If I ever needed to go to a psychiatrist, it would probably be to explain to him that I can’t get the sound of ringing telephones out of my head. He would then likely say to me, that in fact it wasn’t a problem with me, simply, there were lots of phones genuinely ringing. It really does drive you insane how often the phone rings at work, mostly with people inquiring about things that they could just as easily find out about on the internet or by other means. The last thing you want to hear after just dealing with an unhappy customer, 30 food orders, and a million other tasks, is a ringing phone. It has now got to the point, that I wouldn’t blame a blind man for thinking that he was in a call centre.

I tell you now, during my last week at Gasthof Stern, if the phone keeps on ringing, then at some point I’m just going to pick it up and shout “FUCK OFF!”

CONCLUSION: If you have a lack of patience, don’t bother reading any further.


Working at Gasthof Stern has been one of the best experiences of my life, and to be honest, I wouldn’t change any of it. There are so many perks to working in a job like this, the family, the friendship, the free food and drink, the security. It really is like a big family here, and we can always rely on each other when the going gets tough. For all of my ranting, I really do advise it to anybody who is thinking of doing anything like this, because it’s an experience not to be missed!

“Waiter waiter, this plate is wet…!”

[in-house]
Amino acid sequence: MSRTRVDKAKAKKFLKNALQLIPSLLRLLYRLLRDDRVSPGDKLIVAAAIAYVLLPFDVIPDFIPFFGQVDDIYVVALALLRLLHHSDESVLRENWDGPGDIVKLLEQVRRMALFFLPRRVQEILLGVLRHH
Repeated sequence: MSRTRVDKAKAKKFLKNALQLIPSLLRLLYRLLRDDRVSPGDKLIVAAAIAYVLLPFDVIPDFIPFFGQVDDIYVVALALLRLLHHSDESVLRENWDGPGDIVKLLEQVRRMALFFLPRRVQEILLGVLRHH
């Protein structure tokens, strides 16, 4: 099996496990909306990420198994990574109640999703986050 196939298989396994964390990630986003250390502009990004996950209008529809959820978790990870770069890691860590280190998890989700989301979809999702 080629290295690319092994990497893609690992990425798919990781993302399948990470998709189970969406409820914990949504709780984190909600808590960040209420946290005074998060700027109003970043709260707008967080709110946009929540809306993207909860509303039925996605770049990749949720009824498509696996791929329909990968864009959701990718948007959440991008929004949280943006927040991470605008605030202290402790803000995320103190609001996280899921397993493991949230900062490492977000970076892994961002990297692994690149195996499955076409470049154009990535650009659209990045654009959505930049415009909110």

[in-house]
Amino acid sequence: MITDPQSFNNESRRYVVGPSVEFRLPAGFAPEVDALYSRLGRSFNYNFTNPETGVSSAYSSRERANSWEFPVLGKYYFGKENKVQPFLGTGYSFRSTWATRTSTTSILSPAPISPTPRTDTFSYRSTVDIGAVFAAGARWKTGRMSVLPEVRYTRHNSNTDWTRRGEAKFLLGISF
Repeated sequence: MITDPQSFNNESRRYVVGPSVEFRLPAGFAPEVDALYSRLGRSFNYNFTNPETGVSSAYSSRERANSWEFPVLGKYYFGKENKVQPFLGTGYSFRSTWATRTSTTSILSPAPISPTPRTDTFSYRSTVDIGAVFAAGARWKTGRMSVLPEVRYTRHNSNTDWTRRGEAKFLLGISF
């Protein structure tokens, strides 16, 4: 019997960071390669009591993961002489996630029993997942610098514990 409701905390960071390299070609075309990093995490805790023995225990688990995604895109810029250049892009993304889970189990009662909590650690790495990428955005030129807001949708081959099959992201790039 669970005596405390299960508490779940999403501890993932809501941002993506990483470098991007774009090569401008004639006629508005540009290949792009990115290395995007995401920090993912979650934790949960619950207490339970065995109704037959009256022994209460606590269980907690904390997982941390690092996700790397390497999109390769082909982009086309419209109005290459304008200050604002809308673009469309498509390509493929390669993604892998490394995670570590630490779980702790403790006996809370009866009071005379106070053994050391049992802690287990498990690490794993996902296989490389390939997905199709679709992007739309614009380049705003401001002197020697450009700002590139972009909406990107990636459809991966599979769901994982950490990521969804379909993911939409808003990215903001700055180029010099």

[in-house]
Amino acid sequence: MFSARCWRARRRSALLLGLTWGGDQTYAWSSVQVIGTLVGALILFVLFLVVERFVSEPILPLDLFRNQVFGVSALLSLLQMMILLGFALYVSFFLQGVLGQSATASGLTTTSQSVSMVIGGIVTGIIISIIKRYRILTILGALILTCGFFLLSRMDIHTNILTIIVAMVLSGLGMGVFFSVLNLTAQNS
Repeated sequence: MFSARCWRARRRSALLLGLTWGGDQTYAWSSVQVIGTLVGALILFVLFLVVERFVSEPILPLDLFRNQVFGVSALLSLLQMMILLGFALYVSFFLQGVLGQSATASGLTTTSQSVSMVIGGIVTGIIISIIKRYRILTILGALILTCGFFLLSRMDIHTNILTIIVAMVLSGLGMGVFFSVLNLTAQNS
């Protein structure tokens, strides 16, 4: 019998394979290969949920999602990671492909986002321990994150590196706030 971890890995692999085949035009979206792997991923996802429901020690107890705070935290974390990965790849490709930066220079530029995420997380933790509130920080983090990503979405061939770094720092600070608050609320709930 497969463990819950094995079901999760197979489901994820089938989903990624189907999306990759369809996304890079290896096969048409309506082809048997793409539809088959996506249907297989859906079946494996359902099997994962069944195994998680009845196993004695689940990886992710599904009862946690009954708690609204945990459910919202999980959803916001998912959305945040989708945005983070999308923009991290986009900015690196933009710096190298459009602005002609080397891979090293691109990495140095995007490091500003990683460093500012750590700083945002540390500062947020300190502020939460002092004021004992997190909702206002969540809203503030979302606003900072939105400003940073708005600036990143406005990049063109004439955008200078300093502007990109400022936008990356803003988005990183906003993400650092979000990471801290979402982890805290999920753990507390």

That’s not wet Sir – that’s the soup.”

Greetings to everybody all over the World, not just friends and family in England and Germany. I say this because, according to stats at least, there have been people reading my blog from as far as Costa Rica. I can’t say for sure that I currently have, ever have had, or ever will have, acquaintances in Costa Rica, but thank you for reading nonetheless. Whether it’s now officially Spring-time here in Göβweinstein or not, I really don’t know. One day the weather tells me one thing, the next day, it goes back on its word! Either way, it’s definitely been a lot milder, reasonably sunny, and the days are slowly getting longer. Bernd made a big call two days ago (the sun was beating down), when he asked us to set up a small percentage of the outdoor seating / table arrangements for the restaurant, despite the weather forecast for the next day being rather bleak. Well, as the saying goes, “he who dares wins.” The weather, it transpired, wasn’t bad after all…The only down side was however, that nobody sat outside.

The last month has definitely been the quietest since I’ve been here, work-wise that is. Shortly after the last post that I published (in February), I had enough time to head back to England for a week to see Grace and the family, which, in my opinion, could use up a whole blog in itself! Anyway, I’ll skim over that a bit later on. The week preceding that was a really entertaining one, in which I had hardly any opportunity at all to speak German, despite it being a normal working week. I call it normal, well, in terms of the work, it was relatively normal. In terms of the guests who were stopping with us, it was more unusual than normal. The reason behind this, was that during those seven days, the World’s biggest toy fair “Spielwarenmesse” was taking place in Nuremburg. Being an international event, room prices and availability in and around Nuremburg rocketed and decreased respectively. That meant that lots of businessmen and toy enthusiasts alike decided to go for the more commuter approach, e.g., book a room at Gasthof Stern and drive for 45 minutes every morning into Nuremburg…